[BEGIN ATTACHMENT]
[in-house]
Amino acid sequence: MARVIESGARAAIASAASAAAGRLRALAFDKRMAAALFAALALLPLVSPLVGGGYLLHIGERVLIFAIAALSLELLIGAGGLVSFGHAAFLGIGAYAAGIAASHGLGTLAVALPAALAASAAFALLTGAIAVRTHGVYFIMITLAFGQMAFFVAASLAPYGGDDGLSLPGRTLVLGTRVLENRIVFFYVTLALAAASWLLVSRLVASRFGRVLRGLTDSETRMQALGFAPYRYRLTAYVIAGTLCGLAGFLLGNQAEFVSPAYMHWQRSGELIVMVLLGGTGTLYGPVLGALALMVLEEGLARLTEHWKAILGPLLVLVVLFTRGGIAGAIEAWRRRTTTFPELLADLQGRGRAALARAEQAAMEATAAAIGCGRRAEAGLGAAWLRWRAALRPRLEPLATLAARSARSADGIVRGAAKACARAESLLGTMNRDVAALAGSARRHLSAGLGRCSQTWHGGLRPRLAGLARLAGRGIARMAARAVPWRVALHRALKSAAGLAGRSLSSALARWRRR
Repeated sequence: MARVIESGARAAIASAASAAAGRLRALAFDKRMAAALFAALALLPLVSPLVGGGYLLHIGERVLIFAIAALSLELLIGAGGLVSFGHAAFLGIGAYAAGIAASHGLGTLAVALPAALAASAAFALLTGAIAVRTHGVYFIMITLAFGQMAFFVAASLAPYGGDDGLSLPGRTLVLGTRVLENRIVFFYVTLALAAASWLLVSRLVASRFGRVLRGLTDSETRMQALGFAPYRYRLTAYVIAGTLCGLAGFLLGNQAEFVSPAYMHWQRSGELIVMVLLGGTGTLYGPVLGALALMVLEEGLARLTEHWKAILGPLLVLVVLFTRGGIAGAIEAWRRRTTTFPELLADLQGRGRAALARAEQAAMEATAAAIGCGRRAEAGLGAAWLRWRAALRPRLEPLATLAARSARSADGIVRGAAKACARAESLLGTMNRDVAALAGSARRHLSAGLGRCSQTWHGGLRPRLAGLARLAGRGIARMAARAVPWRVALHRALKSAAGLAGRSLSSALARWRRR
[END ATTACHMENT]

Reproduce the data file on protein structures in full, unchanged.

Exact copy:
[in-house]
Amino acid sequence: MARVIESGARAAIASAASAAAGRLRALAFDKRMAAALFAALALLPLVSPLVGGGYLLHIGERVLIFAIAALSLELLIGAGGLVSFGHAAFLGIGAYAAGIAASHGLGTLAVALPAALAASAAFALLTGAIAVRTHGVYFIMITLAFGQMAFFVAASLAPYGGDDGLSLPGRTLVLGTRVLENRIVFFYVTLALAAASWLLVSRLVASRFGRVLRGLTDSETRMQALGFAPYRYRLTAYVIAGTLCGLAGFLLGNQAEFVSPAYMHWQRSGELIVMVLLGGTGTLYGPVLGALALMVLEEGLARLTEHWKAILGPLLVLVVLFTRGGIAGAIEAWRRRTTTFPELLADLQGRGRAALARAEQAAMEATAAAIGCGRRAEAGLGAAWLRWRAALRPRLEPLATLAARSARSADGIVRGAAKACARAESLLGTMNRDVAALAGSARRHLSAGLGRCSQTWHGGLRPRLAGLARLAGRGIARMAARAVPWRVALHRALKSAAGLAGRSLSSALARWRRR
Repeated sequence: MARVIESGARAAIASAASAAAGRLRALAFDKRMAAALFAALALLPLVSPLVGGGYLLHIGERVLIFAIAALSLELLIGAGGLVSFGHAAFLGIGAYAAGIAASHGLGTLAVALPAALAASAAFALLTGAIAVRTHGVYFIMITLAFGQMAFFVAASLAPYGGDDGLSLPGRTLVLGTRVLENRIVFFYVTLALAAASWLLVSRLVASRFGRVLRGLTDSETRMQALGFAPYRYRLTAYVIAGTLCGLAGFLLGNQAEFVSPAYMHWQRSGELIVMVLLGGTGTLYGPVLGALALMVLEEGLARLTEHWKAILGPLLVLVVLFTRGGIAGAIEAWRRRTTTFPELLADLQGRGRAALARAEQAAMEATAAAIGCGRRAEAGLGAAWLRWRAALRPRLEPLATLAARSARSADGIVRGAAKACARAESLLGTMNRDVAALAGSARRHLSAGLGRCSQTWHGGLRPRLAGLARLAGRGIARMAARAVPWRVALHRALKSAAGLAGRSLSSALARWRRR